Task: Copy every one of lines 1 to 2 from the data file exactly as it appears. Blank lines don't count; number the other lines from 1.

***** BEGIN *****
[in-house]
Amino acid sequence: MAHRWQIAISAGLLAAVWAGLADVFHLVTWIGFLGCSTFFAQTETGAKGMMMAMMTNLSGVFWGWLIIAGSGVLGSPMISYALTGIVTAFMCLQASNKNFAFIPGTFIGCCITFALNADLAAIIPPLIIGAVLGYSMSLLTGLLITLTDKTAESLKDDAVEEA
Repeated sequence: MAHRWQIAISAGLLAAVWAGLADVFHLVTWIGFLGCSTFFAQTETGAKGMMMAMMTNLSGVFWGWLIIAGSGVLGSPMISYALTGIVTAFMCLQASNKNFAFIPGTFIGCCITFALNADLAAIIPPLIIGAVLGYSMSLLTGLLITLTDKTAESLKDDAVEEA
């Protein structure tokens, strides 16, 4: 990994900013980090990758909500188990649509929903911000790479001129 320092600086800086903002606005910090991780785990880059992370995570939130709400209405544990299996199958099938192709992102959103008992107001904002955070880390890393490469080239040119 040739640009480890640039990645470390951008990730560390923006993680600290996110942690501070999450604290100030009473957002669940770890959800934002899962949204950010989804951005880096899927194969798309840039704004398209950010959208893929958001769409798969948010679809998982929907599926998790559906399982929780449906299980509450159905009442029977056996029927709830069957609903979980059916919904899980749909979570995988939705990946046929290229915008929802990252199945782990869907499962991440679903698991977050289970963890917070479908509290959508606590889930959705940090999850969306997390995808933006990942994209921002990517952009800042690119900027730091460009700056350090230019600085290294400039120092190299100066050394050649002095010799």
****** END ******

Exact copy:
[in-house]
Amino acid sequence: MAHRWQIAISAGLLAAVWAGLADVFHLVTWIGFLGCSTFFAQTETGAKGMMMAMMTNLSGVFWGWLIIAGSGVLGSPMISYALTGIVTAFMCLQASNKNFAFIPGTFIGCCITFALNADLAAIIPPLIIGAVLGYSMSLLTGLLITLTDKTAESLKDDAVEEA